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Crime, drugs, teen pregnancy hot topics at Palmetto forum

PALMETTO — County Commissioner Gwen Brown set the tone for a community forum Tuesday in which residents aired their concerns with law enforcement and court and school officials.

Brown opened the forum by telling more than two dozen middle and high schoolers present about a picture she saw of the Manatee County jail at a recent county commission meeting.

“I want to show you how unluxurious it is,” she said to the kids. “It is not a picnic.”

From there, residents aired their concerns with officials, including Manatee County Sheriff’s Col. Chuck Hagaman; Bradenton Police Deputy Chief William Tokajer; and local judges Gilbert Smith, Doug Henderson, Mark Singer, Diana Moreland, Ed Nicholas and Lee Haworth.

Drug dealing and the crime associated with it served as a major concern for many residents who spoke at a packed Palmetto Youth Center. Rubonia resident Bill Costello spoke of drug dealers selling openly in his community.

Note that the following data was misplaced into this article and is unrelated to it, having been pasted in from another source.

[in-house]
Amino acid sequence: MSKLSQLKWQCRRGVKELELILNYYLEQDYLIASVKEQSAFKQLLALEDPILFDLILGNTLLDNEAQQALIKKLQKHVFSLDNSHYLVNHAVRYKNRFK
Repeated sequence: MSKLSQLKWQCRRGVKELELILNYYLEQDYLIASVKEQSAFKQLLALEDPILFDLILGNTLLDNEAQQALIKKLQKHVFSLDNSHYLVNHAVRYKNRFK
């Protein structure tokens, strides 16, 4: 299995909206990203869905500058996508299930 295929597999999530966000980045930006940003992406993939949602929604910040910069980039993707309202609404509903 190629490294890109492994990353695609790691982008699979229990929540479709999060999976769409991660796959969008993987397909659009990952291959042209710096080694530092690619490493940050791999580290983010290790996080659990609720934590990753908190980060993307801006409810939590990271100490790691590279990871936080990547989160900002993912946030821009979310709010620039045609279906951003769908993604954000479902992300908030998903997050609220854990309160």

“It is time we intimidate them, rather than us being intimidated,” he said.

State Rep. Darryl Rouson, D-St. Petersburg, whose district includes parts of Palmetto and Rubonia, told the crowd he supported the community’s fight against drugs.

“There is something we can do. I love this district, and I will fight for you,” he said.

One of the most telling moments in the evening came as Mike McCann, Manatee County School District’s head of dropout prevention and alternative education, asked the many students in the crowd what problems they face.

Recent Palmetto High School graduate 18-year-old Kiari Lee had an impassioned response.

“There has been a lot of talk about drugs, but what I saw walking the halls of my school was a lot pregnant teenagers,” she said.

Lee said the stigma the young girls face led many to drop out of school.

“I want to know what can be done to make these teens feel like they can finish school,” she said.

McCann answered that the school district provides a voluntary alternative education program for pregnant teens, of which more than a dozen students have taken advantage. If a pregnant student wishes to stay in regular classes, a social worker is provided to help guide them, McCann said.

But McCann said the problem of teen pregnancy continues to be a growing problem in Manatee, so much so that a program for pregnant middle school students has begun.

“I am sorry to say that we had to start a middle school program for pregnant students. We have one student who is 14 who is on her second pregnancy,” McCann said to gasps from the crowd.

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